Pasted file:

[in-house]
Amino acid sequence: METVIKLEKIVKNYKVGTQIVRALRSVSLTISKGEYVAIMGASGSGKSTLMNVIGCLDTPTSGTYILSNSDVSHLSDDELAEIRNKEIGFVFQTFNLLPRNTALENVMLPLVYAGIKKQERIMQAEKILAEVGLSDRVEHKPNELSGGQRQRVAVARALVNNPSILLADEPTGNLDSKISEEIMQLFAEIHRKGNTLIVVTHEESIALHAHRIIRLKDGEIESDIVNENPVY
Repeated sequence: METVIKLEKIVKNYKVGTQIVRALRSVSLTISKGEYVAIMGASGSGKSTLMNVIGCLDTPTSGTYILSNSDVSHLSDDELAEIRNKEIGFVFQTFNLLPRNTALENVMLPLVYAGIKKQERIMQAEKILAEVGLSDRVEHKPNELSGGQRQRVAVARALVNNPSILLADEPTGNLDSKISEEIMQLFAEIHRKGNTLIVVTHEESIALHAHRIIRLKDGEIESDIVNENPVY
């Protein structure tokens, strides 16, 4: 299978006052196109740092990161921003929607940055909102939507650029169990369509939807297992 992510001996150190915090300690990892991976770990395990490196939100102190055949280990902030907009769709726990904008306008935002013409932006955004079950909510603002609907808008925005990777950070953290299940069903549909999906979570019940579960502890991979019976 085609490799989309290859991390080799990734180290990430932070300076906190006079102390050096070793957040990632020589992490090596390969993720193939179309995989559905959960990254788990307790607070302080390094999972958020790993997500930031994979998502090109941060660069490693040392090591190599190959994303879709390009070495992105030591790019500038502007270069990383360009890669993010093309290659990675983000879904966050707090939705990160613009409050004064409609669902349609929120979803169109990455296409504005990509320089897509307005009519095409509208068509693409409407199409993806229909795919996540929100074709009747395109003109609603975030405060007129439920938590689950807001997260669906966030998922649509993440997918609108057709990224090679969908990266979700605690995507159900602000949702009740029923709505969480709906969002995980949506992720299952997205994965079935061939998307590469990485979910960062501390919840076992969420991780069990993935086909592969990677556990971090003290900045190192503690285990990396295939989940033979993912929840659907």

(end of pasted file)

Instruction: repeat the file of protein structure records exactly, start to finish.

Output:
[in-house]
Amino acid sequence: METVIKLEKIVKNYKVGTQIVRALRSVSLTISKGEYVAIMGASGSGKSTLMNVIGCLDTPTSGTYILSNSDVSHLSDDELAEIRNKEIGFVFQTFNLLPRNTALENVMLPLVYAGIKKQERIMQAEKILAEVGLSDRVEHKPNELSGGQRQRVAVARALVNNPSILLADEPTGNLDSKISEEIMQLFAEIHRKGNTLIVVTHEESIALHAHRIIRLKDGEIESDIVNENPVY
Repeated sequence: METVIKLEKIVKNYKVGTQIVRALRSVSLTISKGEYVAIMGASGSGKSTLMNVIGCLDTPTSGTYILSNSDVSHLSDDELAEIRNKEIGFVFQTFNLLPRNTALENVMLPLVYAGIKKQERIMQAEKILAEVGLSDRVEHKPNELSGGQRQRVAVARALVNNPSILLADEPTGNLDSKISEEIMQLFAEIHRKGNTLIVVTHEESIALHAHRIIRLKDGEIESDIVNENPVY
């Protein structure tokens, strides 16, 4: 299978006052196109740092990161921003929607940055909102939507650029169990369509939807297992 992510001996150190915090300690990892991976770990395990490196939100102190055949280990902030907009769709726990904008306008935002013409932006955004079950909510603002609907808008925005990777950070953290299940069903549909999906979570019940579960502890991979019976 085609490799989309290859991390080799990734180290990430932070300076906190006079102390050096070793957040990632020589992490090596390969993720193939179309995989559905959960990254788990307790607070302080390094999972958020790993997500930031994979998502090109941060660069490693040392090591190599190959994303879709390009070495992105030591790019500038502007270069990383360009890669993010093309290659990675983000879904966050707090939705990160613009409050004064409609669902349609929120979803169109990455296409504005990509320089897509307005009519095409509208068509693409409407199409993806229909795919996540929100074709009747395109003109609603975030405060007129439920938590689950807001997260669906966030998922649509993440997918609108057709990224090679969908990266979700605690995507159900602000949702009740029923709505969480709906969002995980949506992720299952997205994965079935061939998307590469990485979910960062501390919840076992969420991780069990993935086909592969990677556990971090003290900045190192503690285990990396295939989940033979993912929840659907």